At Stockholm the Americans of Ira Corn were so strong – the Dallas Aces was a team born to beat the Blue Team – that they won the final against China one stanza in advance; in the last meaningless thirty-two boards Giorgio Belladonna, went as a journalist, invited Bob Hamman and Mike Lawrence to play Roman Club, and they smartly did.

The Player, the Pair, the Team. In this last paragraph I’m dealing with two questions; the first is: Which trials, by pairs or by teams? The response is by teams. Bridge results depend on statistical factors, as the best technique and the win might diverge each other; let’s now suppose that in a pair tourney each of the three leading pairs have 80 per cent chance to take one of the first three places; this percentage is probably too high in a field as fiercely competitive as Italy’s, but let it be. It ensues that the chance of all three pairs getting the first three places is 51 per cent; this percentage diminishes even more if one pair would get a top and the other a zero in one of the three direct matches. In the long run the three best pairs would always come out, but bridge is not as rich as football; its championships, and its trials, cannot last a year. This explains the fifth place of Forquet-Garozzo in 1964’s pair trials, and why it weren’t unforeseeable, after all.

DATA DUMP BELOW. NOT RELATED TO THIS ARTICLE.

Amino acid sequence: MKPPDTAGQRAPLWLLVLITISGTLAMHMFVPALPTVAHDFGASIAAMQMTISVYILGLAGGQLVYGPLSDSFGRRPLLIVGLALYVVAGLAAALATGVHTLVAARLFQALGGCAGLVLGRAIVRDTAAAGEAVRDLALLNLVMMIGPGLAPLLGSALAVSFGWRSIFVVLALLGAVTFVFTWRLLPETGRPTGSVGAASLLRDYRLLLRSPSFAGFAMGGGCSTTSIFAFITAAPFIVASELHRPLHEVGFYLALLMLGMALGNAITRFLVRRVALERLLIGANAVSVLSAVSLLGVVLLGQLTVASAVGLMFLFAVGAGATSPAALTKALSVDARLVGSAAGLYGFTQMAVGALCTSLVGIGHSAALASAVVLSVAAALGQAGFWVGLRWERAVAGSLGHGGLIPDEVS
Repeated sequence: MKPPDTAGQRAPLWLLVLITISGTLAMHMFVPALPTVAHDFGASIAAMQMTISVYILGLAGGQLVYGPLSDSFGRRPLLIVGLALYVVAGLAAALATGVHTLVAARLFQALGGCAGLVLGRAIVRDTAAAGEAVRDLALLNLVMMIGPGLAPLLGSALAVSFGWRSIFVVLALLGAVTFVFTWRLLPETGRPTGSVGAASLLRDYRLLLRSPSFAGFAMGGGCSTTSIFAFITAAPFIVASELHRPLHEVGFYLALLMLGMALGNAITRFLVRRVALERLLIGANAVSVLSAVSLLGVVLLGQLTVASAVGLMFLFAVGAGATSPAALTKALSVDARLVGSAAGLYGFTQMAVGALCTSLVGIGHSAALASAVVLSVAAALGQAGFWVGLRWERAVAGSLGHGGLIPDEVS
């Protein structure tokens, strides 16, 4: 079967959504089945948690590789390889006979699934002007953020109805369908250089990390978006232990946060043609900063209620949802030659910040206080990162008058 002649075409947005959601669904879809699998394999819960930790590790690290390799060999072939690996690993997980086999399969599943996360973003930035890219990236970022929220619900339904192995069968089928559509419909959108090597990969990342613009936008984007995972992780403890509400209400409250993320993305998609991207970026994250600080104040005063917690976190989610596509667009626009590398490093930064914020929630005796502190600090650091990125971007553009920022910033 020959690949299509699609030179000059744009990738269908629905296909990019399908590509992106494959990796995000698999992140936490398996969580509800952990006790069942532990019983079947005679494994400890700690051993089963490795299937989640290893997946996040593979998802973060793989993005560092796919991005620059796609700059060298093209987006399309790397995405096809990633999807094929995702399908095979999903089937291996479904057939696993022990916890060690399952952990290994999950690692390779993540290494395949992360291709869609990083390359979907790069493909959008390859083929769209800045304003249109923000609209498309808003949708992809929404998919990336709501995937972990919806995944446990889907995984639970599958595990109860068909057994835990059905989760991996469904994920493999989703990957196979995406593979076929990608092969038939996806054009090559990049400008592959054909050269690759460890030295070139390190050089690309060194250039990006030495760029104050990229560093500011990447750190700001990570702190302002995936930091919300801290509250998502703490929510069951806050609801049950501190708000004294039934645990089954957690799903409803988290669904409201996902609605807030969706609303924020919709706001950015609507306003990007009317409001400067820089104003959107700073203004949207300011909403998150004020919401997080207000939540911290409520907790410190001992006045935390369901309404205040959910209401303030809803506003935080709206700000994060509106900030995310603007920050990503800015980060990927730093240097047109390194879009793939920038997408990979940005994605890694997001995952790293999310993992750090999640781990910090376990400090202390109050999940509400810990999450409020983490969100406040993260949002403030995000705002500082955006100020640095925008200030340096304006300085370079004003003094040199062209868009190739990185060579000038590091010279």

The second question is: whatsoever way we walk, team trials or picking out, what are we concretely accomplishing for? It look obvious to say that we are seeking six strong players for three harmonized pairs, but really is this enough in order to have the best team? It is not. A team is more than players and pairs; it’s strength lay in what the British call “chemistry” and we Italian call “amalgama”: the confidence of each player in his teammates. It is not necessary that they were pleasant nor friend each other; only it needs that, when the fatigue tempts into yielding, everyone could think: “my teammates are withstanding”, and draw from this certainty the strength to endure.

An example of such a team is the Italian one that lately won the Bermuda Bowl (Lauria, Versace, Bocchi, Madala, Duboin, Sementa), but allow me to report what I wrote about the team Bridge24 (Kalita, Nowosadzki, Jagniewski, Gawell), and its surprising victory in this year’s Spingold:

“…A team might be stronger than the sum of its pairs’ strength. The general rule can be said as follows: when the human being make team, and when the people trust each other, the strength of the team is superior than its parts. The history doesn’t lack of examples of this, but standing in the field of games it is worthwhile to remember what was happening in chess, an individual game, in the sixties and seventies: Hungary, with good players but never world champion as individuals – Bilek, Csom, Forintos, Portish, Ribli, Sax – was withstanding, and often winning, against the giants of Soviet Union: Spassky, Tal, Petrosian, Karpov, Korchnoi, and the others…”.

The players – this is the conclusion – might be very strong and might make very strong pairs, but it is the team and the way it has been built up that can transform them in a winning unit.


Paolo Enrico Garrisi